by Miss Terry Diner
(With Miss Terry Diner being on holidays this week, we
have reprinted one of her columns of a few months ago, in which it was
suggested that dining out in Pattaya could be done spectacularly cheaply,
provided you did not want the spectacular venues.)
is a tendency (natural enough too) to think that all the best food in
Pattaya can only be had at one or other of our top hotels, or fine dining
establishments, all of which have also become more numerous in recent years
too. However, there are some excellent “other” eateries that should be tried
by everyone who lives here, or is even on a holiday stop-over. These are the
pavement cafes or roadside restaurants.
There are several obvious reasons that these great little eating outlets are
not frequented more often by the expat community. First is generally a lack
of confidence in kitchen cleanliness and secondly a lack of confidence in
the ability to order dishes in Thai, since most of these places do not have
an English menu board!
Over the past 12 years, the Dining Out Team has hit the streets many times
to find some of the best places for you and to make the ordering of dishes a
Let’s clear up a few of the basic worries. First, cleanliness – the main
problem in the ethnic eating stakes lies with incompletely washed vegetables
or food stored at a warm temperature for too long. In one case the
bacteria/viruses are left on the food and in the other the incorrect storage
allows proliferation of the bugs.
can be got over by careful selection of the food requested. Stay clear of
raw vegetables, if unsure, and only order dishes that are cooked directly in
front of you. This does mean that you won’t be ordering a curry from those
large pots at the roadside vendor’s, and som tum (salad) with the pickled
black crabs is also best avoided. Mind you, this can be taken to extremes.
One friend on his first visit to Thailand ate only bananas as he thought
they were the only “safe” food he could think of, that had not been touched!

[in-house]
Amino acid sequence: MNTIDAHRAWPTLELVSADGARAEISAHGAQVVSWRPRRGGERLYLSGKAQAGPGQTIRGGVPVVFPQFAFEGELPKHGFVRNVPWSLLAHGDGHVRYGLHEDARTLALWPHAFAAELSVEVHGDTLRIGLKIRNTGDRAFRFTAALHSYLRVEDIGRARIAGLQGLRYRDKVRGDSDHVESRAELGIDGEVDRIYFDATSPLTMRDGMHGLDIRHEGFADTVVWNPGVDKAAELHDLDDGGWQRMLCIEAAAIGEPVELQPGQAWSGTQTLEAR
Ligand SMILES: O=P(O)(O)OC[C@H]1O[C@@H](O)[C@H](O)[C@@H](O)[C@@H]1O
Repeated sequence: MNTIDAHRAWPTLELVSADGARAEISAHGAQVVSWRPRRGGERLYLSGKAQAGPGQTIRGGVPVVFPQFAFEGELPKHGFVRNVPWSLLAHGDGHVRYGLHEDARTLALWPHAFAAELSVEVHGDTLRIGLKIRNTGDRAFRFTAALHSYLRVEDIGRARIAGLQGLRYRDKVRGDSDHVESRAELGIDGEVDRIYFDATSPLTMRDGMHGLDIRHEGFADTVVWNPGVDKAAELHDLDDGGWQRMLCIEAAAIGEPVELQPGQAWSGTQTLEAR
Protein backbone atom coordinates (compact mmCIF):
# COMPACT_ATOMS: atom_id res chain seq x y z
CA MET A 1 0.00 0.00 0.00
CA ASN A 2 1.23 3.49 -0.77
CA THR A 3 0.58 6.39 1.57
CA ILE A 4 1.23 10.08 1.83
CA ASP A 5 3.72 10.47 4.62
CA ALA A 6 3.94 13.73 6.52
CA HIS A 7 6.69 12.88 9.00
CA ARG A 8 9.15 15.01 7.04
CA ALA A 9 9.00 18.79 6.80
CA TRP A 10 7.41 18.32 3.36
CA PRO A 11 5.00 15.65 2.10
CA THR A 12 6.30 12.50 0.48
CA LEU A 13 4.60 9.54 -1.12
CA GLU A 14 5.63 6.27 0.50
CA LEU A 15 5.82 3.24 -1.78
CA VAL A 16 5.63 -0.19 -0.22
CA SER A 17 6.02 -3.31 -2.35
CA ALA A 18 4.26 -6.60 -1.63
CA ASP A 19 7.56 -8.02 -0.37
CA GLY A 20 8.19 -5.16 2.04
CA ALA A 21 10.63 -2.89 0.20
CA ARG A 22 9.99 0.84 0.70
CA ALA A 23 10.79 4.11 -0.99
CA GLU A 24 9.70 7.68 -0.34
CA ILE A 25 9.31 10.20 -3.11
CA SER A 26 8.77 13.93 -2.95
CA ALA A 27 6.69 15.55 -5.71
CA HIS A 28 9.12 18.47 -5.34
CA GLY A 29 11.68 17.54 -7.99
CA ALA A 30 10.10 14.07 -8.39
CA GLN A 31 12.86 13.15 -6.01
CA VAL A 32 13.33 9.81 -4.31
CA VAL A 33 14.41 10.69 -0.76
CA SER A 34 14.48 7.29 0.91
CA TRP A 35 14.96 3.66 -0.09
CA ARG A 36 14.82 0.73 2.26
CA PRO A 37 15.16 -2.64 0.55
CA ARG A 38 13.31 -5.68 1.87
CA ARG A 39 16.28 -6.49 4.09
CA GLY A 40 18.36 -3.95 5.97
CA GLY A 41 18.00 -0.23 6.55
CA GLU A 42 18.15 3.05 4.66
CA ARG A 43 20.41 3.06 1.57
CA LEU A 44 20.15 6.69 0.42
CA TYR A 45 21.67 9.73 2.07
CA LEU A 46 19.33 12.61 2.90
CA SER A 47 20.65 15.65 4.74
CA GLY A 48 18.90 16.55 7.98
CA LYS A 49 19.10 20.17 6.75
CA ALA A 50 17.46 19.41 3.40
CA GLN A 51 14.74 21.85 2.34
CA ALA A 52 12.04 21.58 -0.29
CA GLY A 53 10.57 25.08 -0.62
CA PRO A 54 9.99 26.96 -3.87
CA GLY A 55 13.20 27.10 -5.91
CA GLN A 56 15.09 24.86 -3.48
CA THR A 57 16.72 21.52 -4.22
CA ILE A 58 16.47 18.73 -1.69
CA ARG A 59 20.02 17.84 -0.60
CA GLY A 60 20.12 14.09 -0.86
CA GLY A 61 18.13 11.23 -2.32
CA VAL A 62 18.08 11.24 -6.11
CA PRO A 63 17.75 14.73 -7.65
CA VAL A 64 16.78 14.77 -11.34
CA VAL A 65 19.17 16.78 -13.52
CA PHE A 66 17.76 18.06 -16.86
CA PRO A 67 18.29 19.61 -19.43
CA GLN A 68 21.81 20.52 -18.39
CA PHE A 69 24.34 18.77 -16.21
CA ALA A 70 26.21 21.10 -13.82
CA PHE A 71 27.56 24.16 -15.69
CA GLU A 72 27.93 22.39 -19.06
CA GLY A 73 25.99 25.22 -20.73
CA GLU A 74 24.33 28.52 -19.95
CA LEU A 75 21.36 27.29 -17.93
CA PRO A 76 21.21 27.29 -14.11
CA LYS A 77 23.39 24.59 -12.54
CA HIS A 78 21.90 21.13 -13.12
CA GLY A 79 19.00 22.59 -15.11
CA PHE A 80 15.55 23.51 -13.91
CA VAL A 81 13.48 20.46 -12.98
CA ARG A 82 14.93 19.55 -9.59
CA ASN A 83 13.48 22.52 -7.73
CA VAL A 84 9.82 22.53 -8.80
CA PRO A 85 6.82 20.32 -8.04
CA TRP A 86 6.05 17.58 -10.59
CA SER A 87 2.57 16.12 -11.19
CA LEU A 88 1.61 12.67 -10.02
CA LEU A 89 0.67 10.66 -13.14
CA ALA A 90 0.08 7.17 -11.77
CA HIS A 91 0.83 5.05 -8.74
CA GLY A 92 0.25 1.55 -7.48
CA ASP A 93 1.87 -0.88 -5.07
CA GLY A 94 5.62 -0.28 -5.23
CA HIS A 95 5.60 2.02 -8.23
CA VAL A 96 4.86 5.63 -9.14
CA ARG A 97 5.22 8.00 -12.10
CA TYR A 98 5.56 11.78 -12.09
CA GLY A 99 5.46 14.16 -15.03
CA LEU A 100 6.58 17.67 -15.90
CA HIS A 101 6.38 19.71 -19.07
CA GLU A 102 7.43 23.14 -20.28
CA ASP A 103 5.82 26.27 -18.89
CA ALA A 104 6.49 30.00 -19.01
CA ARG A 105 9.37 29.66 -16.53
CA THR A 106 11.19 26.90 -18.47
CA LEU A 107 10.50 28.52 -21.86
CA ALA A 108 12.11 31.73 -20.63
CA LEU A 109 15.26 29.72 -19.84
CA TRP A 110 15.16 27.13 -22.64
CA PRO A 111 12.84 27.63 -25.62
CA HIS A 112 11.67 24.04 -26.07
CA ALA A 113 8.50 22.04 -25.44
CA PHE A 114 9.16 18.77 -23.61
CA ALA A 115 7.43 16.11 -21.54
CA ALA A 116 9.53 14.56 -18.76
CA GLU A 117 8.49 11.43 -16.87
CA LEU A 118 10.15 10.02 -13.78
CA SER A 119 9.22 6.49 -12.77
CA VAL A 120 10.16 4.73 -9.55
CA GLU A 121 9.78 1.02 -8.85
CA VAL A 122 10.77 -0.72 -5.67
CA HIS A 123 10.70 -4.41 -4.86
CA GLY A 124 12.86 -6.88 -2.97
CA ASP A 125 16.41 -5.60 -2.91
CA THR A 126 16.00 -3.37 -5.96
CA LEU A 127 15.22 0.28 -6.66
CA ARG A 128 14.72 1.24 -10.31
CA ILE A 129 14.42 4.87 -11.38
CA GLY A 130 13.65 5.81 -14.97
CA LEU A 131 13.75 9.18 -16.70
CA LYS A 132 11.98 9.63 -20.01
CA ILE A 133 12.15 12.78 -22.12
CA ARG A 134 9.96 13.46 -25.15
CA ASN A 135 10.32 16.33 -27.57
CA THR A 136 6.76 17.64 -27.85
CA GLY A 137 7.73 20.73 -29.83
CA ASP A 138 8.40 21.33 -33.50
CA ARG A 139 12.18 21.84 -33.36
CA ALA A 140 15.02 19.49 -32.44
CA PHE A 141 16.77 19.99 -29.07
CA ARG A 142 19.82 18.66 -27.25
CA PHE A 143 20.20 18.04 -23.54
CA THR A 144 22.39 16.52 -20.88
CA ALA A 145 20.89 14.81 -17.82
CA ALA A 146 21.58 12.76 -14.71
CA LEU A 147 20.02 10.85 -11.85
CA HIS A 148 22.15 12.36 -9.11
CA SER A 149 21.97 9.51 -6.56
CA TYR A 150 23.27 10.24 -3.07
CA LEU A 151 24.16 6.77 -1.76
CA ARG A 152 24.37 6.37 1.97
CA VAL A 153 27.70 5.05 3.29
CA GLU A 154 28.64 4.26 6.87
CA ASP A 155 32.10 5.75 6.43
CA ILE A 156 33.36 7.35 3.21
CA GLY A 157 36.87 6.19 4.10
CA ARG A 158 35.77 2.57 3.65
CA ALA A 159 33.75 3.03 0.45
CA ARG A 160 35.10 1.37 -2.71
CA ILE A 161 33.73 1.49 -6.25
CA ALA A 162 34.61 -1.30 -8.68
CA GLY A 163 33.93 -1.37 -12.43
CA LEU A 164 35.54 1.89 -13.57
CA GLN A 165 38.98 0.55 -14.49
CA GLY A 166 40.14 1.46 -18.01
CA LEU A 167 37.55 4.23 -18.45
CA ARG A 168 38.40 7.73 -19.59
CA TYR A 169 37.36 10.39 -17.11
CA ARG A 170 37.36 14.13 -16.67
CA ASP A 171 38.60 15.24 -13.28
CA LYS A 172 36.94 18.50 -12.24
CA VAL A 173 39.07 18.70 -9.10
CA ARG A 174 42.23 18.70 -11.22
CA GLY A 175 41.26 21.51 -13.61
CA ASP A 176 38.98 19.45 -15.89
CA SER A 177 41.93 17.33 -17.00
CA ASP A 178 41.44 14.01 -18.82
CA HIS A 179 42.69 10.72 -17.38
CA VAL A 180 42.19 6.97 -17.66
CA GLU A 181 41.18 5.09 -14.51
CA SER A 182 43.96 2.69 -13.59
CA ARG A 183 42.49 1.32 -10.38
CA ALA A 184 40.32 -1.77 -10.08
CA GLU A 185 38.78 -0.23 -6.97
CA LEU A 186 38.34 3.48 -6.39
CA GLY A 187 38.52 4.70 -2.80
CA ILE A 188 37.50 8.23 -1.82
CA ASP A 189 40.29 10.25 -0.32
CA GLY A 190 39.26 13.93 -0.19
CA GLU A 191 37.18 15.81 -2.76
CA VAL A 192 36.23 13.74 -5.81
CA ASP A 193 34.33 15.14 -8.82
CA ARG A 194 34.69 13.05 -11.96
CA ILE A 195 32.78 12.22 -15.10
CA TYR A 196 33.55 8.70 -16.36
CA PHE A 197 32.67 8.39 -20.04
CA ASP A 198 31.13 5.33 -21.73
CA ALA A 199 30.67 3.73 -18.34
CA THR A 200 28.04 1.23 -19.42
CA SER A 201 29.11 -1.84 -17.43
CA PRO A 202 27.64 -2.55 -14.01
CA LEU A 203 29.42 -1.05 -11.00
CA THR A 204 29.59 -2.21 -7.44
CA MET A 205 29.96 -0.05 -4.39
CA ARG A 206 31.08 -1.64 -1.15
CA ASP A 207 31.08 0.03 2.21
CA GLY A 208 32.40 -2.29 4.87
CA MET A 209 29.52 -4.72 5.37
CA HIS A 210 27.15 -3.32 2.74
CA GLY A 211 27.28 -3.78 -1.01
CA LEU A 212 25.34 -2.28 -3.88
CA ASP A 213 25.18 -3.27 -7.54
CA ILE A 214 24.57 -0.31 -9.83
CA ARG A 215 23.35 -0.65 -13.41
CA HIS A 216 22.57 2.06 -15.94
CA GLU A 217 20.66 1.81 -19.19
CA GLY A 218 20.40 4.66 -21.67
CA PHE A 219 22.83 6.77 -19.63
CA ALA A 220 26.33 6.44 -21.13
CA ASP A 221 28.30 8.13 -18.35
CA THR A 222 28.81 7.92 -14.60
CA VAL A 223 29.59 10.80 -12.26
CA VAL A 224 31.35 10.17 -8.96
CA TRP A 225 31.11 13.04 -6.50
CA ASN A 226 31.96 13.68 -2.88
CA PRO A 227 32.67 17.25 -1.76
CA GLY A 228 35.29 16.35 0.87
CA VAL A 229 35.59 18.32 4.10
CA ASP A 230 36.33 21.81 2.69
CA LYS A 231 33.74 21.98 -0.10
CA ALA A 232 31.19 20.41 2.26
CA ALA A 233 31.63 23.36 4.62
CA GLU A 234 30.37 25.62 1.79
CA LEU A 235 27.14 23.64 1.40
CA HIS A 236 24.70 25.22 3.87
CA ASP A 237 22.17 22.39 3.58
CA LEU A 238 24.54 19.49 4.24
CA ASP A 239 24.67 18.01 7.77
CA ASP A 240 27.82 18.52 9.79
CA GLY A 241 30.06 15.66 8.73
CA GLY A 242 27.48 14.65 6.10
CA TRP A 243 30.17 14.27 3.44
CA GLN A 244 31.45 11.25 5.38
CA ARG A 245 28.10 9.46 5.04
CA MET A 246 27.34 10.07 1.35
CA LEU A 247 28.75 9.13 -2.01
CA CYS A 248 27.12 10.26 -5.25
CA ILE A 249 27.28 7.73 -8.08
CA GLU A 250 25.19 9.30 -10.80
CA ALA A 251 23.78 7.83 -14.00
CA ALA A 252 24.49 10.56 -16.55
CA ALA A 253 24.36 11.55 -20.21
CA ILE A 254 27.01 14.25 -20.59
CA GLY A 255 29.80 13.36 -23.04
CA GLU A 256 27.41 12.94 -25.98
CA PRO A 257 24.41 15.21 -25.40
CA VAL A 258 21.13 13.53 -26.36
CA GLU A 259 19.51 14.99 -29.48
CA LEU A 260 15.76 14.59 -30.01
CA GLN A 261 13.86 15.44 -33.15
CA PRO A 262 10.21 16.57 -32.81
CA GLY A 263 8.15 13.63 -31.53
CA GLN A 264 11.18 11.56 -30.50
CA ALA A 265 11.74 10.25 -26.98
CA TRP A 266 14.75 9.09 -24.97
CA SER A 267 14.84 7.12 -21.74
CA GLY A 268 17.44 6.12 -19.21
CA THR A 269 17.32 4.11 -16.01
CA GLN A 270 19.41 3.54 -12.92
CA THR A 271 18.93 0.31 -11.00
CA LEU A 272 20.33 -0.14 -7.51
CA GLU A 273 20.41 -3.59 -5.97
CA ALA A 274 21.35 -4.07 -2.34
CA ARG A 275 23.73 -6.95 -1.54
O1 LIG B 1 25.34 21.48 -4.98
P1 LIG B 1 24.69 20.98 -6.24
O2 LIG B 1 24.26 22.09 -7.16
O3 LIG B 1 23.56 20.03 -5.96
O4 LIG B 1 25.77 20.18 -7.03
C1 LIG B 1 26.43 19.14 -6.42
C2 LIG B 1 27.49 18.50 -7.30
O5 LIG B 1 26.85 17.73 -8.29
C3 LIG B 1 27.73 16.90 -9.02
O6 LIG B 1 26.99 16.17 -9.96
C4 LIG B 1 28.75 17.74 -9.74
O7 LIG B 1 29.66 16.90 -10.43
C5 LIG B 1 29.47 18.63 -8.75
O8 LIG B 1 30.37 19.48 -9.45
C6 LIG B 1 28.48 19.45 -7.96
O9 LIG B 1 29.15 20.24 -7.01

Stick to ordering food that is cooked before your eyes. Stir fries, satays
and omelets are fine and give you many menu choices. Learn a few of the
required phrases like gai pad num mun hoy (chicken in oyster sauce), kai yat
sai (Thai omelet), gai pad king (chicken with ginger), khao pad gai (fried
rice with chicken) and gai pad bai kaprao (chicken with basil). Remember too
the phrase “mai pet” if you do not want your food too spicy!
There are many venues that you can try, and you will always find that the
better ones are crowded with local folk. You will also find that the cooks
will try hard to understand your order and nothing is ever too much trouble
(even running across the road to get a beer to go with the evening’s fare).
such is on the footpath outside the (first of about eleven) 7-Eleven’s on
Jomtien Beach Road. You can get your drinks in the 7-Eleven and order
directly from the food carts on the sidewalk. Not much English is spoken
here, but the cook on the noodle cart at the corner does have a little if
you get totally stuck!
Another is on Third Road, close to the intersection with Soi 17 (with
another 7-Eleven on the corner). A very popular place, this has food on
offer from many different regions in Thailand. There is also another on
Sukhumvit Road (opposite Pattaya Cane) between Central and North Roads, and
another very busy and noisy area behind Walking Street and close to the
For a great experience you owe it to yourself to try this type of cuisine.
It is a most inexpensive night out. Bargain on spending around 100 baht for
two people for dinner! You can feed 12 diners for the price of one